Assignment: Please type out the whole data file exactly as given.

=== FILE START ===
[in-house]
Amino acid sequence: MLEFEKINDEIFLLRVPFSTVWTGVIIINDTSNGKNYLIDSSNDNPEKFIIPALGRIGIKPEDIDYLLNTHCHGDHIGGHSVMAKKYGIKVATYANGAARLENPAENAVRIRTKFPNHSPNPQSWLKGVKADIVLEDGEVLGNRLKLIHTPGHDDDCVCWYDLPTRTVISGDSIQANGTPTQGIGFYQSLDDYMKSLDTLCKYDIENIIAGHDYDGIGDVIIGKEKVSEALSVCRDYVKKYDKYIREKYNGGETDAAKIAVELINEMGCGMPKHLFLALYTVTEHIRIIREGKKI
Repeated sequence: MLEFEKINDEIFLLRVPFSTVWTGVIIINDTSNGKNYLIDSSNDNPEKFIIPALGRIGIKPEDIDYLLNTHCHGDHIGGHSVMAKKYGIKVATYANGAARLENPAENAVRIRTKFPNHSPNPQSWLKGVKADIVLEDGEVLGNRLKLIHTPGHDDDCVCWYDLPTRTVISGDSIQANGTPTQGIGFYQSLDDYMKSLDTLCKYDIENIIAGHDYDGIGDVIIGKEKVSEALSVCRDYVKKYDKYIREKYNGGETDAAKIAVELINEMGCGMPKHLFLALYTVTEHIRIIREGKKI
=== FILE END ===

[in-house]
Amino acid sequence: MLEFEKINDEIFLLRVPFSTVWTGVIIINDTSNGKNYLIDSSNDNPEKFIIPALGRIGIKPEDIDYLLNTHCHGDHIGGHSVMAKKYGIKVATYANGAARLENPAENAVRIRTKFPNHSPNPQSWLKGVKADIVLEDGEVLGNRLKLIHTPGHDDDCVCWYDLPTRTVISGDSIQANGTPTQGIGFYQSLDDYMKSLDTLCKYDIENIIAGHDYDGIGDVIIGKEKVSEALSVCRDYVKKYDKYIREKYNGGETDAAKIAVELINEMGCGMPKHLFLALYTVTEHIRIIREGKKI
Repeated sequence: MLEFEKINDEIFLLRVPFSTVWTGVIIINDTSNGKNYLIDSSNDNPEKFIIPALGRIGIKPEDIDYLLNTHCHGDHIGGHSVMAKKYGIKVATYANGAARLENPAENAVRIRTKFPNHSPNPQSWLKGVKADIVLEDGEVLGNRLKLIHTPGHDDDCVCWYDLPTRTVISGDSIQANGTPTQGIGFYQSLDDYMKSLDTLCKYDIENIIAGHDYDGIGDVIIGKEKVSEALSVCRDYVKKYDKYIREKYNGGETDAAKIAVELINEMGCGMPKHLFLALYTVTEHIRIIREGKKI